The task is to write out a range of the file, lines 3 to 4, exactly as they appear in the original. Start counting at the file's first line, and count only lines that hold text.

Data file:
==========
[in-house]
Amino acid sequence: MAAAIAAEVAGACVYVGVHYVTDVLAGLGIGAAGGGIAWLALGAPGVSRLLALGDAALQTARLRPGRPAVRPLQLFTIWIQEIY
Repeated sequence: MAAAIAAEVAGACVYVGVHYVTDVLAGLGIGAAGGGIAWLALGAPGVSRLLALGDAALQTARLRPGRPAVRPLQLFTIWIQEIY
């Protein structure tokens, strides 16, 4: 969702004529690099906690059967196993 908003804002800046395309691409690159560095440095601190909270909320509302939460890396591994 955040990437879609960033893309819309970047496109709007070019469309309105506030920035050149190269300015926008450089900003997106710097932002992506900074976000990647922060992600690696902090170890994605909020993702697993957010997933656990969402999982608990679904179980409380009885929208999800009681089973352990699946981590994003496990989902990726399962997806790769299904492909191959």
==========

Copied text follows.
Repeated sequence: MAAAIAAEVAGACVYVGVHYVTDVLAGLGIGAAGGGIAWLALGAPGVSRLLALGDAALQTARLRPGRPAVRPLQLFTIWIQEIY
């Protein structure tokens, strides 16, 4: 969702004529690099906690059967196993 908003804002800046395309691409690159560095440095601190909270909320509302939460890396591994 955040990437879609960033893309819309970047496109709007070019469309309105506030920035050149190269300015926008450089900003997106710097932002992506900074976000990647922060992600690696902090170890994605909020993702697993957010997933656990969402999982608990679904179980409380009885929208999800009681089973352990699946981590994003496990989902990726399962997806790769299904492909191959």